Education Week - February 17, 2016 - (Page 1)

Education Week VOL. 35, NO. 21 * FEBRUARY 17, 2016 AMERICAN EDUCATION'S NEWSPAPER OF RECORD * © 2016 Editorial Projects in Education * $ 4  BRE AKING NEWS DAILY DIGITAL DIRECTIONS BEYOND BIAS Countering Stereotypes in School Letting Students Work From Home Adds Policy Twist Third installment in a yearlong series By Benjamin Herold Edmund D. Fountain for Eduction Week Park Ridge, N.J. Chrissell Rhone speaks with Gage Harrison, a student at the Picayune Center for Alternative Education in Picayune, Miss. After teaching for 10 years in a school system with an ample supply of black teachers, Rhone is now the only African-American teacher in his workplace. Preservice Programs Seek To Head Off Teacher Biases By Stephen Sawchuk High school senior Darius Miller has felt singled out all week. A lunchroom monitor called him out for being rowdy but ignored his white teammates. He was asked to comment on civil rights in a history class in which he's the only black student. Finally, after being shushed in last period for talking out of turn, he erupts. He stomps out, muttering, "Why are you always picking on me?" Now he's sitting across a table from the teacher who scolded him. In the real world, what she says in the next five minutes can mean the difference between a relationship salvaged and one that deteriorates. Fortunately, this is actually a sophisticated simulation, not life, and "Darius" is Hasan Clayton, a Vanderbilt University graduate student who moonlights as an actor. The "teachers" he interacts with in this scenario are education students in Nashville, Tenn. Clayton's performance aligns to a set of carefully crafted protocols. Often, he explains, candidates playing the "teacher" role will deny the issue of race as a factor in their Black Male Teachers a Rarity PAGE 12 > By Corey Mitchell When Hurricane Katrina swept through New Orleans, Chrissell Rhone lost lots: his home, his job, and the sense of security that came from teaching alongside people who looked like him. The storm forced Rhone to pack up and leave New Orleans, where an ample supply of black educators populated the city's classrooms. He settled just 45 miles northeast, in Picayune, Miss., a town of 11,000 near the MississippiLouisiana border, and is now the lone black teacher at the district's alternative education center and among only a handful of black male educators in a district where a majority of students are white As a result, the past decade of Rhone's 20-year career has taken a shape that differs from the first. He went from a place Creating a single-enrollment system for district and charter schools is touted by many K-12 policymakers and researchers as a way to streamline and make more equitable the school application process in cities fragmented by school choice. But getting buy-in from parents can be another story-one that's currently playing out on both sides of the country. Both Boston and Oakland, Calif., have proposed plans to combine all district and charter schools into a single application process, and Rural Districts Put on Hot Seat By Daarel Burnette II application form for all or most public schools in a city. Families submit their top choices, and a computer uses an algorithm to match students to schools based on family preferences and available seats. So far, four cities-Denver, the District of Columbia, Newark, N.J., and New Orleans-use this approach. Denver and New Orleans were the first cities to jump on board in 2012, although for somewhat different reasons. Denver officials wanted to simplify the application process for parents as the number of school choices exPAGE 13 > PAGE 19 > PAGE 9 > PAGE 8 > in both cities, proponents are facing pushback from some parents. In Boston's case, the issue is getting lumped in with larger concerns over funding and an effort to increase the number of charters in Massachusetts. "I think we have a very sound public policy that could die on politics," said Rachel Weinstein, the chief collaboration officer with the Boston Compact, a partnership among Boston's district, charter, and Roman Catholic schools. A common-enrollment system, also called single or universal enrollment, provides one Consolidation Fight Erupts in Vermont Consolidating rural school districts with sparse enrollment is a complicated-and contentious-process that can unfold over several years. Case in point: Vermont, where the issue has been roiling the local and legislative landscape for a year now. Amid rising education costs for a rapidly dwindling student population, that state's legislature last year passed a law aiming to reward residents of districts willing to consolidate with a series of tax breaks-and to significantly increase the local homesteadtax rate on those districts that stay independent and spend beyond a series of caps set by the state. The state-which spends an average of $18,000 per student, the highest rate in the nation-has more than 280 districts, serving just 80,000 students. At least 79 of those districts have fewer than 100 students, and one district has just 19. By 2018, the state legislature hopes the In Cities With Choice, Single-Enrollment Systems Hit Hurdles By Arianna Prothero A growing share of the U.S. labor force works from home, and some tech-savvy school districts are taking note. The local high school in this upscale suburb, for example, recently held its first "virtual day," allowing most of its 561 students to log in to school from the comfort of their bedrooms or kitchen tables. "The main reason we're doing this is to prepare students for life after high school," said Principal Troy Lederman. "Almost every college has some type of online or virtual course, and a lot of companies now tell employees they can work remotely, so we are exposing students to that." The strategy-currently being used by a handful of schools in Alabama, Minnesota, and New Jersey-represents a new twist on established trends in digital learning. For more than a decade, districts have offered online courses, given students their own computing devices, and embraced "blended" classrooms that merge face-to-face and computer-based instruction. In recent years, states such as Illinois, Indiana, Kentucky, Ohio, and Pennsylvania have approved laws that allow schools to leverage those technologies via e-learning days in response to health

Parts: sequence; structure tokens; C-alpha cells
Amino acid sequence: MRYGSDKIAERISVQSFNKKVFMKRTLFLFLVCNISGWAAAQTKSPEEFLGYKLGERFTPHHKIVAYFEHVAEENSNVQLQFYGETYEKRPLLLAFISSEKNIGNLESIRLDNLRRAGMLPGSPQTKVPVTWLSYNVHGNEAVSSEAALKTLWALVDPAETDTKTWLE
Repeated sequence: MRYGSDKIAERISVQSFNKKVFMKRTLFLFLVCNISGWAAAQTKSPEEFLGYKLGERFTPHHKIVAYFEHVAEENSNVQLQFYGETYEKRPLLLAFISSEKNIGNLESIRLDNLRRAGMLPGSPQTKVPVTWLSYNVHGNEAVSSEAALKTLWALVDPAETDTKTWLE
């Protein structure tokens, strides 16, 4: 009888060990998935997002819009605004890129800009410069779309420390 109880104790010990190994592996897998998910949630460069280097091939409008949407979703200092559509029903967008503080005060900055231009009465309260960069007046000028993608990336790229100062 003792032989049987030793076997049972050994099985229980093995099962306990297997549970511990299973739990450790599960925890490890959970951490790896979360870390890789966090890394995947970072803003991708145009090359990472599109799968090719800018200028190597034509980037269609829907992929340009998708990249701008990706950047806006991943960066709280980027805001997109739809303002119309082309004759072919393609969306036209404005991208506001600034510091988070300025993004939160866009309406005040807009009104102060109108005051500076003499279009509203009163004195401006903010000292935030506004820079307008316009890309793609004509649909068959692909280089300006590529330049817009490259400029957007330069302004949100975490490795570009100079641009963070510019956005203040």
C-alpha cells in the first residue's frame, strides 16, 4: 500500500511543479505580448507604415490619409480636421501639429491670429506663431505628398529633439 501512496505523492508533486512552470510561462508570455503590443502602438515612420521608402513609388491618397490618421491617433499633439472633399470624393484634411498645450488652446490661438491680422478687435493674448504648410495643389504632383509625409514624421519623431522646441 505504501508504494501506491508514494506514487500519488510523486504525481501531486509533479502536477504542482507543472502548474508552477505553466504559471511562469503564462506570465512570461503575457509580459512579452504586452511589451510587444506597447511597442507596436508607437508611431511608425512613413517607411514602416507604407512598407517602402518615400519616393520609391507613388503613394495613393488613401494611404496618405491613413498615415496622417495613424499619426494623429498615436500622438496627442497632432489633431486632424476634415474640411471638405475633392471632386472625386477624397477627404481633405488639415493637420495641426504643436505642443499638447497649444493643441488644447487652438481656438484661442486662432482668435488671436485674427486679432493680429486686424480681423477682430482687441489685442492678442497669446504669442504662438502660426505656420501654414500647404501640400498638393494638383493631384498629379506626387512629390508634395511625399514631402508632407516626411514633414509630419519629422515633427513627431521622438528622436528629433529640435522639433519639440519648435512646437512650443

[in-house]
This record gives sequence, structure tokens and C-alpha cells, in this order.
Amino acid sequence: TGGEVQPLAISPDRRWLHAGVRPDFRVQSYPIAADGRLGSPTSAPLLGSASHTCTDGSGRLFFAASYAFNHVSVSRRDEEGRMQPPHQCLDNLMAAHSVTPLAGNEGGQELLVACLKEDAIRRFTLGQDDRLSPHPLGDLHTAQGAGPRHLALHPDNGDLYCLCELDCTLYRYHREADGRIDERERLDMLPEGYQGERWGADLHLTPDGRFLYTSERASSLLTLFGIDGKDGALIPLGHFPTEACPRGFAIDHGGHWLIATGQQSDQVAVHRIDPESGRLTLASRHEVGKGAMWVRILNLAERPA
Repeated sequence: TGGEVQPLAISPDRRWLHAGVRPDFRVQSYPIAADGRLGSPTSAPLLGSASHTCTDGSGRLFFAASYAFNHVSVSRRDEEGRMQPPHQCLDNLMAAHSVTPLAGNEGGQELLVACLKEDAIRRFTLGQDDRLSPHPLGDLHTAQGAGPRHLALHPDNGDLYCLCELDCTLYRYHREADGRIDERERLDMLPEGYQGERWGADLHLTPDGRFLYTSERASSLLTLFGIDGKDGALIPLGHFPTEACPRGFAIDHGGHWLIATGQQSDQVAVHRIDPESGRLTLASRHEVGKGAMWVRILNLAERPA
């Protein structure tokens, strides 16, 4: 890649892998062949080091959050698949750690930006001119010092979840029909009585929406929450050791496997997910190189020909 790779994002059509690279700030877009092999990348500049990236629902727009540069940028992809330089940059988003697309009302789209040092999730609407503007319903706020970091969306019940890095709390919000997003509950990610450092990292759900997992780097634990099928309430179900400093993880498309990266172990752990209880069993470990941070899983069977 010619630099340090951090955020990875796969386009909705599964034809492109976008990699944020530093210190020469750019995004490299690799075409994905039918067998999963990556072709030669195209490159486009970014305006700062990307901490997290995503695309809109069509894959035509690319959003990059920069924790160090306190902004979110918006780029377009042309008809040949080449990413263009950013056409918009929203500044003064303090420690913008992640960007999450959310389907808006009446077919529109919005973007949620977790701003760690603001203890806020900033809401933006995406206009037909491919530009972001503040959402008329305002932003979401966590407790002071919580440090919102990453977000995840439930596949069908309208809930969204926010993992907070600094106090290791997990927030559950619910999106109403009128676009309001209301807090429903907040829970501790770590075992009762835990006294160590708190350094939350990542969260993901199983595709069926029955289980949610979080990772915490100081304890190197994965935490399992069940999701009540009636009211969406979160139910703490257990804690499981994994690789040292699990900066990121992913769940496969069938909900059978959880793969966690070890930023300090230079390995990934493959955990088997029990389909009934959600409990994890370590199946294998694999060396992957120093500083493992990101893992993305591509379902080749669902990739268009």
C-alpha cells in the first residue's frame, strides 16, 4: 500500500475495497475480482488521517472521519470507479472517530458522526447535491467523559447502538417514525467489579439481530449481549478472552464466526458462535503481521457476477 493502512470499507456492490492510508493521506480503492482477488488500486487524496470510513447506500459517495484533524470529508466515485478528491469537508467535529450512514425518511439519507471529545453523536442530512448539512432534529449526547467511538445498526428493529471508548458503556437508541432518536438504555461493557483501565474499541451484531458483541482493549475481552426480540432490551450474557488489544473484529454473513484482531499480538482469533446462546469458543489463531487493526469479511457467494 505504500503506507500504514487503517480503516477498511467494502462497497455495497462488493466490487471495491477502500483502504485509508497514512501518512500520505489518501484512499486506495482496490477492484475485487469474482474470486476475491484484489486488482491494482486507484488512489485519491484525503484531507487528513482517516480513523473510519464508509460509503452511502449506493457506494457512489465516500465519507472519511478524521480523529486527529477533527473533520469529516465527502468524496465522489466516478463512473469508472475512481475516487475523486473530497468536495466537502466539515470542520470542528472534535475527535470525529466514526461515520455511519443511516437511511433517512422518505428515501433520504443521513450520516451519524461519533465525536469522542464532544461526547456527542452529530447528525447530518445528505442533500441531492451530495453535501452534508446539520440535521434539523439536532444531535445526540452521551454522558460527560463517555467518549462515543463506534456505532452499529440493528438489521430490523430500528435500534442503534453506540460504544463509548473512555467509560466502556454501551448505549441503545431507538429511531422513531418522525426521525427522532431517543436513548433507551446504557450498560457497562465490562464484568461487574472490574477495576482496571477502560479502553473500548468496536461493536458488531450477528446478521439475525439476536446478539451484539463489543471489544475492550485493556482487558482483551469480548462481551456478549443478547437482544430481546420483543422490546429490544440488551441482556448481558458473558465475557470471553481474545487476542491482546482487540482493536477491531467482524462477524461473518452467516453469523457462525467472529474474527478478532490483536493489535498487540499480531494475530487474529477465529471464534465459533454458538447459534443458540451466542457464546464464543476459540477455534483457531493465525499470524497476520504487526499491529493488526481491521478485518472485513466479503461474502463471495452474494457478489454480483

Table of Contents for the Digital Edition of Education Week - February 17, 2016

Education Week - February 17, 2016
Preservice Programs Seek To Head Off Teacher Biases
Black Male Teachers a Rarity
Consolidation Fight Erupts In Vermont
In Cities With Choice, Single- Enrollment Systems Hit Hurdles
DIGITAL DIRECTIONS: Letting Students Work From Home Adds Policy Twist
News in Brief
Report Roundup
Q&A: Principals Urged To ‘Shadow’ Students
Study: Showing Standout Work To Students Can Backfire
U.S. Manages to Reduce Share Of Low PISA Scores— in Science
Blogs of the Week
Lawmakers Pledging to Keep Close Eye on ESSA Implementation
Obama Budget Doubles As Policy Document
Blogs of the Week
Five-State Study Examines Teaching Shifts Under Core
Kansas High Court Strikes Down Stopgap Aid Formula
State of the States
Increased Accountability of Teacher Prep Gives Equity the Back Seat
Self-Care Is the Educator’s Core Standard
Beware the Racist Subtext Of Children’s Books
TopSchoolJobs Recruitment Marketplace
Dispatch From Flint, Mich.: Our Water Crisis Is a Crisis of Trust

Education Week - February 17, 2016